This plan was anticipated by the Romanian president Traian Băsescu, one of the most influential and experimented leaders of the European Union. In the moment Russia had already intervened in Ukraine, when the Association Agreement to EU was being ratified, the Romanian president said: if the Republic of Moldova is banned from joining EU, than the reunification of these two Romanian states is the new national project of Romanian.

We recall that Romania and the Republic of Moldova formed one state until the end of the Second World War when, as was the case of Germany, the disintegration of the country was decided by Stalin.

An aspect that should not be neglected is that more than 50% of Moldova’s citizens support the unification with Romania, while the interest for EU is lower. Over 80% of Moldova’s citizens are Romanian ethnics, a great part of them claiming this right through the restoration of their citizenship. Therefore the elimination of visa for the Romanian in Republic of Moldova had no effect as  the majority of them already had the right to free circulation.

The first European state that ratified the Association Agreement of Republic of Moldova with EU was Romania. When this thing happened, politicians in Parliament of Chișinău and Bucharest delivered rousing discourses affirming that this was a step towards the restoration of the historical truth which is, as in the case of Germany, the unification of Romania with the Republic of Moldova.

EU’s decision of freezing the enlargement opens a new polemic on the Chișinău-Bucharest axe, the alternative of unification prevailing over the European Integration.

As a strong Romania is a threat to Russia’s domination in East Europe it is expected that its agents will also activate within the European parliament or through various political voices.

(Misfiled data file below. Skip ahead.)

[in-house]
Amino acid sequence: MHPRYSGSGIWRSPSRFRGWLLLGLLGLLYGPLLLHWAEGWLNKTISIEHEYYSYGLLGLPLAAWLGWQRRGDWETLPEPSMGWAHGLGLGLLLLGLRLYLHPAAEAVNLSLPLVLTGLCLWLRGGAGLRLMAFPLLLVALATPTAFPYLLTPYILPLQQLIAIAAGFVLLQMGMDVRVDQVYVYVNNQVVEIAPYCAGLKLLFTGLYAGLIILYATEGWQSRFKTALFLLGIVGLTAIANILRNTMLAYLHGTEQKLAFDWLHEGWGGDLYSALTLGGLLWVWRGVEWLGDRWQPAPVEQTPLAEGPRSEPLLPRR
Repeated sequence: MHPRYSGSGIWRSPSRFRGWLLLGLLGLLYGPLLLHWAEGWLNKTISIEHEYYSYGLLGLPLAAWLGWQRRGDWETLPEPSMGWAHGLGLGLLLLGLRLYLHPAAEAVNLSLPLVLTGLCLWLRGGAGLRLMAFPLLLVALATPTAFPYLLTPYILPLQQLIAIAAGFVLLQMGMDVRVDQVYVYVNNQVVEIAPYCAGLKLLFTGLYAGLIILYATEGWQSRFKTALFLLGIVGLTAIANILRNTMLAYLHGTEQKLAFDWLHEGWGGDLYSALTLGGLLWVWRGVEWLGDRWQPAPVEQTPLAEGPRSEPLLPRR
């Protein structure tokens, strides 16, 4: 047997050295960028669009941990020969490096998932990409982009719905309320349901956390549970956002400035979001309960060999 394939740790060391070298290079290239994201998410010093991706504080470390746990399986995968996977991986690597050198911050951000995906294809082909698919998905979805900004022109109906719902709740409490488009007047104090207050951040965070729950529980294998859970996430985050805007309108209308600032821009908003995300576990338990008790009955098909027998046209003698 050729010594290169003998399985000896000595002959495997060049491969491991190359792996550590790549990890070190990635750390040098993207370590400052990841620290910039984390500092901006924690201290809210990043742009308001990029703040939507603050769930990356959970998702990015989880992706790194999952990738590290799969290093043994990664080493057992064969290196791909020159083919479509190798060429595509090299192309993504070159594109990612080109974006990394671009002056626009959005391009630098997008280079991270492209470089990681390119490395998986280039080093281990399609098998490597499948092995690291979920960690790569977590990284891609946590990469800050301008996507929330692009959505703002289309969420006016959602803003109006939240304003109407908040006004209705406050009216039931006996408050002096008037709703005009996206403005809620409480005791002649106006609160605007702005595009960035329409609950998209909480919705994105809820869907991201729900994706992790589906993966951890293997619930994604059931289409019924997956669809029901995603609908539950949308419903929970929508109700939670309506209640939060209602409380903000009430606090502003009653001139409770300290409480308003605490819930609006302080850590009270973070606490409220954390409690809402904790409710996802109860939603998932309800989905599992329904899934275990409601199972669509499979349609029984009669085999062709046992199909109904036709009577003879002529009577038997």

In the meantime the public declaration of freezing EU enlargement was a great strategic mistake because it opened the way for the Russian Federation to impose regimes favorable to it in East Europe as well as the Balkans.

 

Open letter to Juncker: Why EU enlargement matters

Posted by on 13/07/14
Guest blogpost by Shenoll Muharremi, Executive Director at the Development Group LLC, Prishtina. He is an expert on EU membership processes and economic development. * * * Open letter to EC President Designate Jean Claude Juncker Why EU Enlargement matters There have been discussions if the next European Commission should keep position of the Enlargement [...]

Anti-union & pro-union in Scotland: total confusion

Posted by on 06/07/14
By Kathleen Garnett With the Scottish vote for independence just a few short months away EU Perspectives examines the role-reversal effect this is having on some Conservative and UKIP politicians. A phenomena resembling a pantomime farce but which to all intents and purposes is masquerading as serious politics.

EU must prepare for membership Moldova, Ukraine, Georgia

Posted by on 03/07/14

After very long, extensive and complicated negotiations the EU has finally signed the association and free trade agreements with three countries south of Russia on June 27th 2014. All the three consider this signature only as a step toward their final goal of joining the European Union.

This desire is perfectly logical. Experience tells them that only EU and even better NATO membership might give them enough protection against potential pressure from powerful Russia.

Even if many in the EU understand these fears, the EU as such is presently more preoccupied with internal consolidation and the challenge of integrating six potential candidate countries from the Western Balkans to which it had offered an accession perspective years ago. It is therefore not prepared to do the same to the newly associated three countries in the East which do not need it anyhow, as article 49 of the EUT clearly specifies their right to join the EU.

Even a political membership perspective would not guarantee their rapid accession, as Turkey demonstrates, which continues to be far from membership despite the perspective inserted into the 1964 Association Agreement.

The EU is anything but prepared for a major enlargement in the coming 10-20 years. Citizens do not want it as clearly reflected in opinion polls.

The EU governance has also reached its limits with 28 member states. Operating an EU with close to 40 member states effectively and democratically with the present constitutional rules seems very difficult to imagine.